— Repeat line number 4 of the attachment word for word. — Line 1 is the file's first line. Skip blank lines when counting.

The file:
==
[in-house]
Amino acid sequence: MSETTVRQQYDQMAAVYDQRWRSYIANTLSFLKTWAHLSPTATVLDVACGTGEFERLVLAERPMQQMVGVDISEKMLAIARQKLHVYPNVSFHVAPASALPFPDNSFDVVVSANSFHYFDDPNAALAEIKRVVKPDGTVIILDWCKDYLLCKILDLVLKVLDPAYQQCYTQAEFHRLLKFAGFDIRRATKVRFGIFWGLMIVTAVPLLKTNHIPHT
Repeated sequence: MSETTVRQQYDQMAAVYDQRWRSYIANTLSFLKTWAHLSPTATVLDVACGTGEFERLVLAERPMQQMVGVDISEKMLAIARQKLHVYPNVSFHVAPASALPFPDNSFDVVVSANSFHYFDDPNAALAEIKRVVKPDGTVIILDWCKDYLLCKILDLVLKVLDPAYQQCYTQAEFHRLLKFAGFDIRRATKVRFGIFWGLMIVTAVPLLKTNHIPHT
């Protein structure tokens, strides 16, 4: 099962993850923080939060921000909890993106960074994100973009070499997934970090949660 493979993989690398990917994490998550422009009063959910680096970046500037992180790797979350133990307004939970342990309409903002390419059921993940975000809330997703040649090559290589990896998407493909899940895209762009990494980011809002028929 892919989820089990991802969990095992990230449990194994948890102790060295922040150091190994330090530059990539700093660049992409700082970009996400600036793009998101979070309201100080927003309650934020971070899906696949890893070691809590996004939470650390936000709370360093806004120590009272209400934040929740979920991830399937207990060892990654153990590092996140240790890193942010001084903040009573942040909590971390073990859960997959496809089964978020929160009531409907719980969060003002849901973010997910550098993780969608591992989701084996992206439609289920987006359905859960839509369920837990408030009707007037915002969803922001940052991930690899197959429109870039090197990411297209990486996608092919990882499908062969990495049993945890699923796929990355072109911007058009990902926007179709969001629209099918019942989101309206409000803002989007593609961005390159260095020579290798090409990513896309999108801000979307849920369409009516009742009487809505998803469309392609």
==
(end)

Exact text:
């Protein structure tokens, strides 16, 4: 099962993850923080939060921000909890993106960074994100973009070499997934970090949660 493979993989690398990917994490998550422009009063959910680096970046500037992180790797979350133990307004939970342990309409903002390419059921993940975000809330997703040649090559290589990896998407493909899940895209762009990494980011809002028929 892919989820089990991802969990095992990230449990194994948890102790060295922040150091190994330090530059990539700093660049992409700082970009996400600036793009998101979070309201100080927003309650934020971070899906696949890893070691809590996004939470650390936000709370360093806004120590009272209400934040929740979920991830399937207990060892990654153990590092996140240790890193942010001084903040009573942040909590971390073990859960997959496809089964978020929160009531409907719980969060003002849901973010997910550098993780969608591992989701084996992206439609289920987006359905859960839509369920837990408030009707007037915002969803922001940052991930690899197959429109870039090197990411297209990486996608092919990882499908062969990495049993945890699923796929990355072109911007058009990902926007179709969001629209099918019942989101309206409000803002989007593609961005390159260095020579290798090409990513896309999108801000979307849920369409009516009742009487809505998803469309392609």